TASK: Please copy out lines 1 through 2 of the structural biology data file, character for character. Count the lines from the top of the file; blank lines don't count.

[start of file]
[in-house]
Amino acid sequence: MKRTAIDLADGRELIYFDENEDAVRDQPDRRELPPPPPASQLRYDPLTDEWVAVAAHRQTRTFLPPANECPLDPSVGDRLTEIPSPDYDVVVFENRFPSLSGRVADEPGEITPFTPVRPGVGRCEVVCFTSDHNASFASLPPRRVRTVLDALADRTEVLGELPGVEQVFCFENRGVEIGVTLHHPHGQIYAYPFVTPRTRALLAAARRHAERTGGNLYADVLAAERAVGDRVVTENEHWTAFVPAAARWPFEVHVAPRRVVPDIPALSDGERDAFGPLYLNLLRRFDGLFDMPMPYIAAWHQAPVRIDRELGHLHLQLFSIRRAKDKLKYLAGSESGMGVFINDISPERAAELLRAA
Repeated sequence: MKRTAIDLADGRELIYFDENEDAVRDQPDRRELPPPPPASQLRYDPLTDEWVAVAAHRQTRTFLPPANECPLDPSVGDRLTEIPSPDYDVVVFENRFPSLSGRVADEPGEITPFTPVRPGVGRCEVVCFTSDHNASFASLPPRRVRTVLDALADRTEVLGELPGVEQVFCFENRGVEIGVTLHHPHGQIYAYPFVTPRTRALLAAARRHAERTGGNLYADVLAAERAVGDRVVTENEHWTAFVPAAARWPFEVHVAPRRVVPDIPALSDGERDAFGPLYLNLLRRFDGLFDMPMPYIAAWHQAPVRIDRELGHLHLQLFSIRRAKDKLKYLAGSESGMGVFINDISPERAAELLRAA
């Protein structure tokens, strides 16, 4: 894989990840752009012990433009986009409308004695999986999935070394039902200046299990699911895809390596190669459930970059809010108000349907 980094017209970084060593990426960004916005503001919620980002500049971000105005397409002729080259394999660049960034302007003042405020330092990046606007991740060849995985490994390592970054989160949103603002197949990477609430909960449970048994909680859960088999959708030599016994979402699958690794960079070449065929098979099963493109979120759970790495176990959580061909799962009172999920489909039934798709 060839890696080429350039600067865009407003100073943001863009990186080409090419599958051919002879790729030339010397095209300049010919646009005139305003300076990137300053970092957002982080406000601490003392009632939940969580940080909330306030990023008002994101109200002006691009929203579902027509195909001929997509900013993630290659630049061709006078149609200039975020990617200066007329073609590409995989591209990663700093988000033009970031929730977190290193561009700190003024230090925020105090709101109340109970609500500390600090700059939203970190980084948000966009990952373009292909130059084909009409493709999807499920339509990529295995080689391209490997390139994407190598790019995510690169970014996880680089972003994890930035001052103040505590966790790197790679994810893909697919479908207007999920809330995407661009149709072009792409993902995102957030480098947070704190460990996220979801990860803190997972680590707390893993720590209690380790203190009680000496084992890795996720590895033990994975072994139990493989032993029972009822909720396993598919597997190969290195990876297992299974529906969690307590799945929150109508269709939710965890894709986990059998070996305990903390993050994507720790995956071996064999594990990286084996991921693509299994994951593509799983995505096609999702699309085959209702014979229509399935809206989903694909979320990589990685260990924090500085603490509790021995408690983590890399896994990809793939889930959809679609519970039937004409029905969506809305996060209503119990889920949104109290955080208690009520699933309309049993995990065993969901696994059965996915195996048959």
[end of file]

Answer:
[in-house]
Amino acid sequence: MKRTAIDLADGRELIYFDENEDAVRDQPDRRELPPPPPASQLRYDPLTDEWVAVAAHRQTRTFLPPANECPLDPSVGDRLTEIPSPDYDVVVFENRFPSLSGRVADEPGEITPFTPVRPGVGRCEVVCFTSDHNASFASLPPRRVRTVLDALADRTEVLGELPGVEQVFCFENRGVEIGVTLHHPHGQIYAYPFVTPRTRALLAAARRHAERTGGNLYADVLAAERAVGDRVVTENEHWTAFVPAAARWPFEVHVAPRRVVPDIPALSDGERDAFGPLYLNLLRRFDGLFDMPMPYIAAWHQAPVRIDRELGHLHLQLFSIRRAKDKLKYLAGSESGMGVFINDISPERAAELLRAA